Welcome to our brand new series, Hello Denver, My Name is… where we profile different people in Denver you probably don’t know, but should. Get ready to meet painters, dancers, comedians, musicians, designers and just generally fascinating people that help make Denver awesome.
Very rarely does one make it in the world as a professional athlete or professional musician, let alone both for that matter, but ex-NFL star Nathan Palmer is managing to do the impossible. From the San Francisco 49ers to the Denver Broncos and the many teams in between, Palmer could have been a longtime NFL-career prospect, except, no more than four years after he joined the NFL he decided to quit to pursue a professional music career. Giving up the consistent checks, the talking heads on television and the sports fandom, Palmer sought happiness and refocused his energies on building a music career in Denver, Colorado. The decision, one of the hardest he’d ever had to make, had less to do with what he stood to lose, and more to do with the happier, more fulfilling life he had to gain.
Denver, meet Nathan.
303 Magazine: When did you realize your love for football and music?
Nathan Palmer: I realized early on — when I was four or five years old. My family was athletic but also very involved in the church, and that’s pretty much all I knew growing up.
303: How did you make the decision to go from a professional athlete to a professional musician?
NP: I called a lot of people and they all told me not to do it — but I still did it anyway. It was really about doing what made me happy, and football just wasn’t making me happy. So, at the time when I was weighing the options, it wasn’t worth it for me to continue to pursue [football] when my heart really belonged with music. In fact, when we were losing the Super Bowl with the Broncos, instead of me going in [the locker room] at halftime I stayed out and decided to watch Bruno Mars and The Red Hot Chili Peppers. The moment when Bruno sang “Just The Way You Are” from the middle of the stadium, I remember that moment and that feeling. It wasn’t about scoring touchdowns, I wanted to impact people in that kind of way.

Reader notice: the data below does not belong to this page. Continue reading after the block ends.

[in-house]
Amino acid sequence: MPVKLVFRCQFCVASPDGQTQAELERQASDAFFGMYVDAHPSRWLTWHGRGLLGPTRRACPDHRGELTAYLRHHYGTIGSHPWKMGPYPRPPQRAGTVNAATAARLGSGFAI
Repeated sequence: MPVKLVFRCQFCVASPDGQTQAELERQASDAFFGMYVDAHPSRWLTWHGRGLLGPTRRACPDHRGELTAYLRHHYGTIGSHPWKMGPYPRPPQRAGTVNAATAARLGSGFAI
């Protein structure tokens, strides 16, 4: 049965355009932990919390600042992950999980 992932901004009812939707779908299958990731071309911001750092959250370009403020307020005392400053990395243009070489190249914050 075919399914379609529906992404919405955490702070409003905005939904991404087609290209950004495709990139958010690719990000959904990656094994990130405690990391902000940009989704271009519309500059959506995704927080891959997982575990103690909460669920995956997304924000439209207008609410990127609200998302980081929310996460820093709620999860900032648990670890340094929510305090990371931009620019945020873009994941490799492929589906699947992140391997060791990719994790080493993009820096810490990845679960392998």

303: What defines you as a musician?
NP: I can’t really describe it, but it’s the feeling I give. I try to make my music come across as live as possible. One aspect of my career that I think I excel at is my live performances, so I’m trying to bring a little more of that into the studio.
303: What was the toughest thing about leaving the NFL?
NP: The consistent check. You knew it came in every week for 16 weeks, but with music, you have to get it how you get it. Sometimes you might be booked up and you might have a long run and things are flowing in, and sometimes you’re sitting and creating and waiting on the backend for things to come in. That’s just walking in faith in this industry. [In football], I go to work out four days a week and I have a game on Sunday that I’m going to play in and that’s the goal. In music, we are creating to get to this one certain level and not knowing, but trusting that the music will find its way.
303: How did you see yourself change mindsets from being an NFL star to becoming a rising music star?
NP: Through Therapy, I dove more into the art. For me, when I left the league, I didn’t know too much about music. I started getting into situations where I was taken advantage of, things didn’t go my way and even just hearing a lot of “no’s,” dealing with leaving the league and losing a lot of friends because of my career not being there anymore. I really started to dive into it — studying art and music and branching out from everything I heard in the locker room and that’s what got me into wanting to say and do more with the music. It wasn’t about making something catchy or [something that] gets played in the clubs or radio, I wanted to be an artist and use my platform.
303: You played for a couple teams in the NFL — lived in a couple of their cities as well — what made you want to settle in Denver for your musical aspirations?